Questions From You: What’s the difference between “shelter staff” and “shelter volunteers?”

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This article is part of our series, “Questions From You,” where you send us questions about the shelter, and we post the answers! Have a question? Send it to us at spcahc.development@gmail.com.

“When you say you “work at the SPCA,” do you mean you’re a volunteer? Paid staff? What are the differences between what a volunteer does and what a staff member does?”

It takes a whole community to keep the SPCA of Hancock County running. We have both paid staff and volunteers, and both are vital to the success of the shelter!

The first and most obvious difference between volunteers and staff is that our staff are paid, and volunteers are not. We typically have about 9 staff members, most of whom handle Animal Care. This is a small number of people to care for our 100-150 resident animals! Thank goodness for our crew of volunteers, who come in and help us clean and care for the animals, and maintain our grounds and building. Volunteers donate their time and labor, which lets us spend more of our resources directly on the animals.

We’re sometimes asked why we have staff at all – “Wouldn’t you do it anyway if you weren’t paid?” We sure would – and we often do! All of our staff are people who are dedicated to animal rescue, and we would be rescuing animals no matter what. If you ask us, we all have rescued/former shelter animals at home, and can tell endless stories about this or that animal we found in need of help in our off hours and we just had to do something.

 

Shelter Manager (staff) Lori gives the kittens their dewormer and checks their weights to make sure they are strong and healthy, with no “unwanted passengers” in their tummies.

 

However, having at least some paid staff is better for the facility and the animals we care for. It ensures continuity: familiar faces for the animals every day, people who know the routine of the shelter inside and out, and we develop years of experience working within the world of animal rescue that helps us respond better to crises and challenging situations. Having staff makes it easier for us to network reliably with other organizations and hold ourselves and our organization accountable for the many lives we are responsible for.

How do the duties of staff and volunteers differ? Volunteers typically help us with tasks that take many hands to complete: we have lots of cages to clean, dishes to wash, and laundry to fold, and these tasks take time. We also need lots of hands for administrative tasks such as putting together the folders that go home with every adopted animal, stuffing envelopes when it’s time to send out mailings, and setting up documents for spay/neuter trips.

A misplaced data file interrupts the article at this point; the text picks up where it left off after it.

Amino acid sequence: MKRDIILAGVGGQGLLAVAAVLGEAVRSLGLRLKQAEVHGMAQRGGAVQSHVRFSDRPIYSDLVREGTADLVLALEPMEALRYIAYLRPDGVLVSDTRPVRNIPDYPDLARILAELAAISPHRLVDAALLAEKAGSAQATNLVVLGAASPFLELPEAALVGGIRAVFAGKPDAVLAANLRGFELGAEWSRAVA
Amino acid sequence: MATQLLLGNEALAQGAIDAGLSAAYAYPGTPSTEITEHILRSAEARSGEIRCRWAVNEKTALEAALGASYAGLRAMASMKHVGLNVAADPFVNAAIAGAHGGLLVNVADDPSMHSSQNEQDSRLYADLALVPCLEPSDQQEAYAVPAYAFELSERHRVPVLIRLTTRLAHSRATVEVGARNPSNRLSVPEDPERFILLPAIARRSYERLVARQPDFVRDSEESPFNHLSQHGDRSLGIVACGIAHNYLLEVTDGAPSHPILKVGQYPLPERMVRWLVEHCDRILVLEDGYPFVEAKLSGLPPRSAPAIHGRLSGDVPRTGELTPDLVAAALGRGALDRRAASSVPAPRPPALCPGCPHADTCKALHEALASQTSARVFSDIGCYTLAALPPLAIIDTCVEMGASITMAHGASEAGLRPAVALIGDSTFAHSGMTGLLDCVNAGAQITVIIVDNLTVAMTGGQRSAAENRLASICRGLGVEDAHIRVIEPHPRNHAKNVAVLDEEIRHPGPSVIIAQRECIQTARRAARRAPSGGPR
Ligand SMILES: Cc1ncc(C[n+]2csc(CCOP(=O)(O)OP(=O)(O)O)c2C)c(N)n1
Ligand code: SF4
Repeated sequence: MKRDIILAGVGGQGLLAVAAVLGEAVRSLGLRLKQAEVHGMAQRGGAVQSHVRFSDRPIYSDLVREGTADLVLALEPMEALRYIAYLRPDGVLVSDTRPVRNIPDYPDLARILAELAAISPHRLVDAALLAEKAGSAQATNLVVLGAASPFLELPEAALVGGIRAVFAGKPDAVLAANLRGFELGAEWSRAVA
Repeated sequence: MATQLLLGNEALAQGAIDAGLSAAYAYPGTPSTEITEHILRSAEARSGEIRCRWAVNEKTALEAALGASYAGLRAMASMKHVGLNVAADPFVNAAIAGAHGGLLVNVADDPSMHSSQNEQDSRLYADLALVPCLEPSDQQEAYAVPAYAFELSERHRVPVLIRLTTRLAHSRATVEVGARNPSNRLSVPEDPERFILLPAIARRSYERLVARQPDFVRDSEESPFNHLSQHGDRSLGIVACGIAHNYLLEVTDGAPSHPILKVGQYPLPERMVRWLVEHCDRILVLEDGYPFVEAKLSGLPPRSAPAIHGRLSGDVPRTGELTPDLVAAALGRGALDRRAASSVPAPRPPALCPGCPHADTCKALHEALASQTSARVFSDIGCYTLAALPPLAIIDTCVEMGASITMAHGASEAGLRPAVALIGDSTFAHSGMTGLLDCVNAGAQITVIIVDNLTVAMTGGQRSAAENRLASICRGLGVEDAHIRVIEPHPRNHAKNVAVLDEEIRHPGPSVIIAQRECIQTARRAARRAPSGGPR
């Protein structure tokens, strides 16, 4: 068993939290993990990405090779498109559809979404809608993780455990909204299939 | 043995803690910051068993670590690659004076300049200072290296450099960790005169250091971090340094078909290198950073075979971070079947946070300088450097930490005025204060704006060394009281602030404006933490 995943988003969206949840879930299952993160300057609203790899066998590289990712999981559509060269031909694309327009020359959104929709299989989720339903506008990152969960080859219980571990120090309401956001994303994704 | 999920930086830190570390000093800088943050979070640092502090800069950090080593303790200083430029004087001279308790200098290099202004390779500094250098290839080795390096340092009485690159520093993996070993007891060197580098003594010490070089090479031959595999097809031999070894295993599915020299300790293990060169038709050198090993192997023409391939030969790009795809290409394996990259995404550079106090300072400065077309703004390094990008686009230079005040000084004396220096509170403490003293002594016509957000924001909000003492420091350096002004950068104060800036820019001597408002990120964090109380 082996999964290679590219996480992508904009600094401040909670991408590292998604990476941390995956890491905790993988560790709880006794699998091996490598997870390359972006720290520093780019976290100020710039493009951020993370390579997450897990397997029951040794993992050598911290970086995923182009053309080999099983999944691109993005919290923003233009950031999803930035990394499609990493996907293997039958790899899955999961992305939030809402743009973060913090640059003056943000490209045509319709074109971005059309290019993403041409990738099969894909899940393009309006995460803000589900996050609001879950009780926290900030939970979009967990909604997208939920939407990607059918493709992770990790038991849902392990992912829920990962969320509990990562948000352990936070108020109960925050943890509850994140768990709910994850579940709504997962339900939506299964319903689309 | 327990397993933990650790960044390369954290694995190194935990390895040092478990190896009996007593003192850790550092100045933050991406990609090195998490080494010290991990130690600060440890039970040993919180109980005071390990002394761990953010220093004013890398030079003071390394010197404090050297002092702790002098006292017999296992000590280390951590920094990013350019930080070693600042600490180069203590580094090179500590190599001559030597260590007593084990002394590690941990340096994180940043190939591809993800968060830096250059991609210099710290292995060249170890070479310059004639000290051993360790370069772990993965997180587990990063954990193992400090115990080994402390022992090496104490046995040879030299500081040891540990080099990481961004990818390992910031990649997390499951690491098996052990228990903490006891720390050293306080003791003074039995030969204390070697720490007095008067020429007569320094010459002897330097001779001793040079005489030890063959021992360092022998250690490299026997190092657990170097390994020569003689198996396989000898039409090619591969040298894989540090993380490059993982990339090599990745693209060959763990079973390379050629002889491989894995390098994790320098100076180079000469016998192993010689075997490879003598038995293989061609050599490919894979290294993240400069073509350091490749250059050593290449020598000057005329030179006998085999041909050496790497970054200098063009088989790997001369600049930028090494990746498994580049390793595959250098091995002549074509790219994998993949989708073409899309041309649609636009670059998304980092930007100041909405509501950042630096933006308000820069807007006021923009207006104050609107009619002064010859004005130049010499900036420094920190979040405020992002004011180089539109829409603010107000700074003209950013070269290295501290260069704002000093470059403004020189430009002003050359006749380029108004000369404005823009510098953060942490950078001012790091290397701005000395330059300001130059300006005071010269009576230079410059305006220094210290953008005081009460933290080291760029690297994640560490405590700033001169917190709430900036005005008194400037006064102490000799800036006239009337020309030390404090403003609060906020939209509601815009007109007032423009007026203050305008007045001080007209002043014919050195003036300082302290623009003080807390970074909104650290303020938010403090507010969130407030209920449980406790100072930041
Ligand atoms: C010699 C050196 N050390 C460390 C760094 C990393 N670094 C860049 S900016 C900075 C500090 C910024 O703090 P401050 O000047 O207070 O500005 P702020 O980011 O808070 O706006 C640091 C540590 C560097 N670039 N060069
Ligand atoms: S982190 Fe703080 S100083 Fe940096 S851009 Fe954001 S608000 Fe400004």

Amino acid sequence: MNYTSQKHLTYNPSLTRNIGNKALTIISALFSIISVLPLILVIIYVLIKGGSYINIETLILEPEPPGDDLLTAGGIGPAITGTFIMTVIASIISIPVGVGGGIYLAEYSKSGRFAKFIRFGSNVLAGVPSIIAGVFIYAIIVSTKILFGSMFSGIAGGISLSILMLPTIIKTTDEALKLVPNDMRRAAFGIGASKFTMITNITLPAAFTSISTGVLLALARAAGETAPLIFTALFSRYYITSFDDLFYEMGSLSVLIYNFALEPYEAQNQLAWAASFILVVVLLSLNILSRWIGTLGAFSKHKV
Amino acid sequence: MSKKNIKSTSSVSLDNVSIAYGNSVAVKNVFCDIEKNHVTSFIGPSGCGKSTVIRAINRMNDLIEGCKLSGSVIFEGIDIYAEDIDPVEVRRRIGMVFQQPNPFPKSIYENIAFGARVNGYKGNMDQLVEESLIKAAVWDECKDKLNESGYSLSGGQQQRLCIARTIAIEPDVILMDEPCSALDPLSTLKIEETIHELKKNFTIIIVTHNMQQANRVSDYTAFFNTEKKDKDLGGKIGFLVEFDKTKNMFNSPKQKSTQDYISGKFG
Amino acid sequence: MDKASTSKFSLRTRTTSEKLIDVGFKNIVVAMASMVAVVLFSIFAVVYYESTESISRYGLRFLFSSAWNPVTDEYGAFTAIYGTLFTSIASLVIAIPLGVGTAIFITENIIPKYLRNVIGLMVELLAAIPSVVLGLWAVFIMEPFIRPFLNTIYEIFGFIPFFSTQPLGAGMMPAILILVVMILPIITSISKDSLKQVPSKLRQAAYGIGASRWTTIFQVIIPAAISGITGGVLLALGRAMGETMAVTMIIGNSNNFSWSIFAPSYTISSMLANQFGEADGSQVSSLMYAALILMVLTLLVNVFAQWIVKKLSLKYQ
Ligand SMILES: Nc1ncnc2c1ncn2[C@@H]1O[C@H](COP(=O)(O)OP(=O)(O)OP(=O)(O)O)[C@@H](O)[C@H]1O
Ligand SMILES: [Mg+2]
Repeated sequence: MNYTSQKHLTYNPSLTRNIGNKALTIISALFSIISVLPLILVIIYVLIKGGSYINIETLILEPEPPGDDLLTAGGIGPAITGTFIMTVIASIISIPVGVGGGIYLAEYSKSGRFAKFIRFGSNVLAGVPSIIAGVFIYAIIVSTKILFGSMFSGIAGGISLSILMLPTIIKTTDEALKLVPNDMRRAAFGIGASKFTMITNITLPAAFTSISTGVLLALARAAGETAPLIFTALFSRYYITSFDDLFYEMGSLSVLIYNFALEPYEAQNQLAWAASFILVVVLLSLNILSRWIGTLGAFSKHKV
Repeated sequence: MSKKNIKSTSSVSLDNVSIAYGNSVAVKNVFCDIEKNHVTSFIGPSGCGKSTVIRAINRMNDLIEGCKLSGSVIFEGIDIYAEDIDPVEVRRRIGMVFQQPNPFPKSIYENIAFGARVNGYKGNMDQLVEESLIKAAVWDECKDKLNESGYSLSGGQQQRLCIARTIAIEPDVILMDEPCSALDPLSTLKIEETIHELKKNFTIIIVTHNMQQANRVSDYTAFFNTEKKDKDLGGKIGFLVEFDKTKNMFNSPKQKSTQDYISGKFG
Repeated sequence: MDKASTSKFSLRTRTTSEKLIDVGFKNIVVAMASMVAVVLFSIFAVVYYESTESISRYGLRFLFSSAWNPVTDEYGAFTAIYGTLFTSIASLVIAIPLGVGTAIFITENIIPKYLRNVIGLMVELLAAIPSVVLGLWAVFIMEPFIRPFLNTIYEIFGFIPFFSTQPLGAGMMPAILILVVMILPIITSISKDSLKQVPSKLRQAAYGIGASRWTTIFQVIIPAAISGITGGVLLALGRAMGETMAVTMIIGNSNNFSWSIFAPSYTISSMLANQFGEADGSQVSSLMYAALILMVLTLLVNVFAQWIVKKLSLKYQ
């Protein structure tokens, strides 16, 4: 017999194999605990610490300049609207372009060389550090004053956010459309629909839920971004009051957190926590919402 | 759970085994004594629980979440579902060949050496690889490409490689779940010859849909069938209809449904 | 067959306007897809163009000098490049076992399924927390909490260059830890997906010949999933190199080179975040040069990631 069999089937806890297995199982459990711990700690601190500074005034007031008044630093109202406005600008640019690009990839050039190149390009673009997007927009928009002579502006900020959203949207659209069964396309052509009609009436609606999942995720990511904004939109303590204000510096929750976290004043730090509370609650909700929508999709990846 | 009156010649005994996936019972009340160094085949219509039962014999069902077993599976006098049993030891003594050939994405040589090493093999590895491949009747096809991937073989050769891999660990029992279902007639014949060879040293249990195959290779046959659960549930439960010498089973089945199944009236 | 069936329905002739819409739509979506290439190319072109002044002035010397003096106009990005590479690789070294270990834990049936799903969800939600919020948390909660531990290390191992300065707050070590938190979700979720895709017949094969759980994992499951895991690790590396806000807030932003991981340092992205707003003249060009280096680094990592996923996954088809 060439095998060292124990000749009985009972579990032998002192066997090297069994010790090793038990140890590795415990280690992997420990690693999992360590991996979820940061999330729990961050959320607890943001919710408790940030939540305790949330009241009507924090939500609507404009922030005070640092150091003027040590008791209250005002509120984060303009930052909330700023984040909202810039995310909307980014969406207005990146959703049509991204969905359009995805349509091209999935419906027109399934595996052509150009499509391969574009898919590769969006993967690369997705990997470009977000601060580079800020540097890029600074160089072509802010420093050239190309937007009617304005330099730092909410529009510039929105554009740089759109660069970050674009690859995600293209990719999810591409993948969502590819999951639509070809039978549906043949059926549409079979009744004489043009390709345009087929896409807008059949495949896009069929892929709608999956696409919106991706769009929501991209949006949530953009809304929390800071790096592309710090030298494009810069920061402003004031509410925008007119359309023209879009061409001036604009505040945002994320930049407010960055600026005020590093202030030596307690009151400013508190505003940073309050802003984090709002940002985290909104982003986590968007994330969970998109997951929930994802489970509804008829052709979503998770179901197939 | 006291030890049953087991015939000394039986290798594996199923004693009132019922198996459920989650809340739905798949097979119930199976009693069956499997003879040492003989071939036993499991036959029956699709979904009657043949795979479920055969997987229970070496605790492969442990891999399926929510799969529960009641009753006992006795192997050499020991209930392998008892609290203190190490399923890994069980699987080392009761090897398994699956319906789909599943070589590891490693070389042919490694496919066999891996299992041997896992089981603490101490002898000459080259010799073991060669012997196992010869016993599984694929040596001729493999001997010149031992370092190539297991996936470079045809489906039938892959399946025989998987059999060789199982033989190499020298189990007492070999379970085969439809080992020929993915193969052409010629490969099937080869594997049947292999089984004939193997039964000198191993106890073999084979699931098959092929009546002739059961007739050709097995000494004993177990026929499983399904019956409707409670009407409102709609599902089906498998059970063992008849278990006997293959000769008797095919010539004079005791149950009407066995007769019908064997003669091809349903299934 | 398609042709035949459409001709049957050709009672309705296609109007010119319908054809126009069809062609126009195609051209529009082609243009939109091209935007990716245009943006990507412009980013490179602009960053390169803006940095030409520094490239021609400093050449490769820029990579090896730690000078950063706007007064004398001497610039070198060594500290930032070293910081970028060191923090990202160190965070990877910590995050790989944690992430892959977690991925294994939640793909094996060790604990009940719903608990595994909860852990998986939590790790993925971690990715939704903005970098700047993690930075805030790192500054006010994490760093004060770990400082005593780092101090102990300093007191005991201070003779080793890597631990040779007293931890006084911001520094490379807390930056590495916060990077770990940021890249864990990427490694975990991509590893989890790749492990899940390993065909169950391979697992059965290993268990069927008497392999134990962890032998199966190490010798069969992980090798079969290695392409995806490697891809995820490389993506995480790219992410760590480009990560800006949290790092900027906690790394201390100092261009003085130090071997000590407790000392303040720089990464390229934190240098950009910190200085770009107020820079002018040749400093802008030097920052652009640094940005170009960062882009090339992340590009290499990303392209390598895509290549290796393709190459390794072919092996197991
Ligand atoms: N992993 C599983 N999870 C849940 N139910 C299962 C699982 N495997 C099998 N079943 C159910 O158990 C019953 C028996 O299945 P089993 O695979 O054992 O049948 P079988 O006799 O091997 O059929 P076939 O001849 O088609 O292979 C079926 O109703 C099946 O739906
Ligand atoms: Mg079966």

A volunteer cuddles the kittens. Kitten socialization is an important task, particularly for the babies that grow up at the shelter. This helps them be social with humans and other cats when they are adopted.

 

Staff members participate in these duties, but also need time to attend to things like kittens who have upper respiratory infections, making sure new intakes have their vaccines up to date, and networking with Animal Control Officers and other organizations to help as many animals as we can. In addition to that, we’re handling adoptions, answering questions, and making sure every animal gets individual attention each day!

 

Staff member Dani helps photograph kittens. Sometimes it takes more than one person to take pictures, because the animals don’t always hold still. The other challenge is to take a photo primarily of the animal rather than the person. Sometimes we miss and you get an accidental staff portrait!

 

Without volunteers, our staff would be swamped with the sheer number of tasks that must be completed each day. We are also supported by our Board of Directors, our Facebook followers, our Flyer Crew, and those who donate to the shelter or bring us food for the animals. It truly takes a village to do this work! And just think – by reading this article, you become part of our village.

We’ve started sharing a series of articles right here on the 4-Paw Post titled “A Day in the Life of a Shelter Worker,” to give you a window into the dedication of our staff members. We’re interviewing individual staff so that we can share personal accounts of what this work looks like from the inside.

To read all of these articles, click the tag below called “a day in the life.”

Would you like to hear from our volunteers, too? Send us an email at spcahc.development@gmail.com, and we’ll answer your question right here as part of Questions From You.